A zoning certificate should also be included with the Section 32 documents. This certificate outlines how the property can be used. It reveals whether a property is fit for residential or commercial purposes.
If you’re purchasing an apartment, unit, or townhouse, there’s a good chance it may be part of a complex. It’s common for these properties to have outgoings such as council and water rates. These outgoings must be disclosed by the vendor in the Section 32.
If a property is part of an Owners Corporation, a full certificate of disclosure should be attached to prove it. The minutes of the most recent Owners Corporation meeting should be present too. These minutes can detail what works have been done in the last 2 years, and any future works planned. If there isn’t any funding available for future works then these may come at an extra cost to you after purchasing the property.
Don’t forget that the vendor isn’t always the one living in a property up for sale. The property might already be rented out to someone. If the property you’re buying is rented, then a copy of the current or most recent lease agreement should be included with the Section 32.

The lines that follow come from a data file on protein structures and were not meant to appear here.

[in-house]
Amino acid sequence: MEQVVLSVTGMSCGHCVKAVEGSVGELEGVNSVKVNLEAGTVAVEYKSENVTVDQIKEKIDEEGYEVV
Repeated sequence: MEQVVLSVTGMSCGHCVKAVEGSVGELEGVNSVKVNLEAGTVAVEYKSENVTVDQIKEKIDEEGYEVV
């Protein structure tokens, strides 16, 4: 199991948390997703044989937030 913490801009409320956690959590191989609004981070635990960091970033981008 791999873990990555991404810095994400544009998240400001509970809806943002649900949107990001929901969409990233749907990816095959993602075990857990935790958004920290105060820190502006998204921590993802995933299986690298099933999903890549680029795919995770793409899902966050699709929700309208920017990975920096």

For most buyers, a property is one of the biggest financial investments they will ever commit to. When a Section 32 is prepared correctly, all essential details of the property should be included. So it’s in the best interest of a buyer or seller to make sure no detail is overlooked or missed. A Conveyancer or Property Lawyer will have the legal knowledge and skillset to confirm everything about the property’s purchase is legally sound.
Mistakes made during a property transaction can prove to be costly. If a Section 32 is not filled out correctly, a potential buyer has a legal right to pull out of the contract. There’s also a clear advantage to using a Property Lawyer as they are permitted to give you legal advice while Conveyancers are not. So essentially you need a Section 32 to safeguard yourself from any surprises or unknown features of the house before you commit to buying it.
A Section 32 covers all the essential details of a property. But if you’re not willing to invest the time and effort into reviewing it, important details can be overlooked. Hidden charges or issues associated with the property might make you think twice before buying. Alternatively, if you’re a vendor looking to sell, you could end up losing your dream buyer if your Section 32 isn’t up to scratch.
So when it comes to buying or selling property, leave it to the professionals. A Property Lawyer is one of the most qualified professionals you can rely on for reviewing a Section 32. Do you wish to learn more about what a Section 32 is or why you need it? The Property Lawyers at P&B Law are happy to guide you with sound legal advice every step of the way when you buy or sell a property.
Contact the Property Lawyers at P&B Law on 9692 9888 for help reviewing your Section 32.